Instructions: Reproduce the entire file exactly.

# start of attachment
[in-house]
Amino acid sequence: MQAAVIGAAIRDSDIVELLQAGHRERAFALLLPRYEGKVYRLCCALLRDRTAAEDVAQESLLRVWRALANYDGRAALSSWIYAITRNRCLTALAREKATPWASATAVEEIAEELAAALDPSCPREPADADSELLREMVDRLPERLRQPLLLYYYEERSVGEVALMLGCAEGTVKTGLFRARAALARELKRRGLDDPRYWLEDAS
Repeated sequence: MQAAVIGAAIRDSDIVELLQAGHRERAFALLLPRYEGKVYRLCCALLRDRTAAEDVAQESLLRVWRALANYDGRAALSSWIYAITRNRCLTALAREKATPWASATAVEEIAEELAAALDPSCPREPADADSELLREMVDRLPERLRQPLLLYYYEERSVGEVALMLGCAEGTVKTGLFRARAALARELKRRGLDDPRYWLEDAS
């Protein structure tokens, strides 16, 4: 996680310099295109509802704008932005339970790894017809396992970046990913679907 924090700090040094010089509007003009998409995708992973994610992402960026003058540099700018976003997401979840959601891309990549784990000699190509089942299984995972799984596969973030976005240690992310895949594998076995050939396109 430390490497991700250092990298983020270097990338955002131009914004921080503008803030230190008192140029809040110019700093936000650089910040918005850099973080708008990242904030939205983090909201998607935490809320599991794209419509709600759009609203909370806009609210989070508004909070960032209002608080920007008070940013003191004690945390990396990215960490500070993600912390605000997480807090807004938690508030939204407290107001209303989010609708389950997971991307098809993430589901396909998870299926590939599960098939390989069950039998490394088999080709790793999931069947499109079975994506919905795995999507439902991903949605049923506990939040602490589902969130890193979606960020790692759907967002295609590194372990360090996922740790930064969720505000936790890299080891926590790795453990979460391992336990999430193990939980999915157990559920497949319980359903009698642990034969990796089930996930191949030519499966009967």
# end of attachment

[in-house]
Amino acid sequence: MQAAVIGAAIRDSDIVELLQAGHRERAFALLLPRYEGKVYRLCCALLRDRTAAEDVAQESLLRVWRALANYDGRAALSSWIYAITRNRCLTALAREKATPWASATAVEEIAEELAAALDPSCPREPADADSELLREMVDRLPERLRQPLLLYYYEERSVGEVALMLGCAEGTVKTGLFRARAALARELKRRGLDDPRYWLEDAS
Repeated sequence: MQAAVIGAAIRDSDIVELLQAGHRERAFALLLPRYEGKVYRLCCALLRDRTAAEDVAQESLLRVWRALANYDGRAALSSWIYAITRNRCLTALAREKATPWASATAVEEIAEELAAALDPSCPREPADADSELLREMVDRLPERLRQPLLLYYYEERSVGEVALMLGCAEGTVKTGLFRARAALARELKRRGLDDPRYWLEDAS
């Protein structure tokens, strides 16, 4: 996680310099295109509802704008932005339970790894017809396992970046990913679907 924090700090040094010089509007003009998409995708992973994610992402960026003058540099700018976003997401979840959601891309990549784990000699190509089942299984995972799984596969973030976005240690992310895949594998076995050939396109 430390490497991700250092990298983020270097990338955002131009914004921080503008803030230190008192140029809040110019700093936000650089910040918005850099973080708008990242904030939205983090909201998607935490809320599991794209419509709600759009609203909370806009609210989070508004909070960032209002608080920007008070940013003191004690945390990396990215960490500070993600912390605000997480807090807004938690508030939204407290107001209303989010609708389950997971991307098809993430589901396909998870299926590939599960098939390989069950039998490394088999080709790793999931069947499109079975994506919905795995999507439902991903949605049923506990939040602490589902969130890193979606960020790692759907967002295609590194372990360090996922740790930064969720505000936790890299080891926590790795453990979460391992336990999430193990939980999915157990559920497949319980359903009698642990034969990796089930996930191949030519499966009967």